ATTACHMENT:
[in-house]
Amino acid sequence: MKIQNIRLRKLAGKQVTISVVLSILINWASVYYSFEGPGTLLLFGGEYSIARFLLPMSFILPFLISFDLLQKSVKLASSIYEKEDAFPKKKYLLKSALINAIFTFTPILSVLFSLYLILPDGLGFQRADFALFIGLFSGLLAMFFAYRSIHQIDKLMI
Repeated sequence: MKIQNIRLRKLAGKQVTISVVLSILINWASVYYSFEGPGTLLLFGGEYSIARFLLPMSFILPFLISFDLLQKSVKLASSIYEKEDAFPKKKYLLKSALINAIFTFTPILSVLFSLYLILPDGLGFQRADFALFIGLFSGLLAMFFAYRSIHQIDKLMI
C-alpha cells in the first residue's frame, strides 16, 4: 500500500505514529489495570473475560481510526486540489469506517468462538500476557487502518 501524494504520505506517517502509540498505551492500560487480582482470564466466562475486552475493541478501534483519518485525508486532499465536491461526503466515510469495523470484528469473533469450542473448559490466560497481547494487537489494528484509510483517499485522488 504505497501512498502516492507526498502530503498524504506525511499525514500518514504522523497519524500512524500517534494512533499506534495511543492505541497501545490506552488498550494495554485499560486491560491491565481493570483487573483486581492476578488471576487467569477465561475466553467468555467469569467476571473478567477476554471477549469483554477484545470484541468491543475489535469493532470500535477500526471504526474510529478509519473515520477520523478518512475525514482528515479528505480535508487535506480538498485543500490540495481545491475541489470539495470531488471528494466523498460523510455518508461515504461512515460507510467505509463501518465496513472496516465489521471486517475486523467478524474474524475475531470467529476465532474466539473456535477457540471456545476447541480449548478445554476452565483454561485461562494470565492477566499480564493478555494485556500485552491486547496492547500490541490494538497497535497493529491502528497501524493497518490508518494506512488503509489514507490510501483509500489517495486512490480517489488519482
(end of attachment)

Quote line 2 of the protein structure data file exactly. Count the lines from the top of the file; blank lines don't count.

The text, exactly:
Amino acid sequence: MKIQNIRLRKLAGKQVTISVVLSILINWASVYYSFEGPGTLLLFGGEYSIARFLLPMSFILPFLISFDLLQKSVKLASSIYEKEDAFPKKKYLLKSALINAIFTFTPILSVLFSLYLILPDGLGFQRADFALFIGLFSGLLAMFFAYRSIHQIDKLMI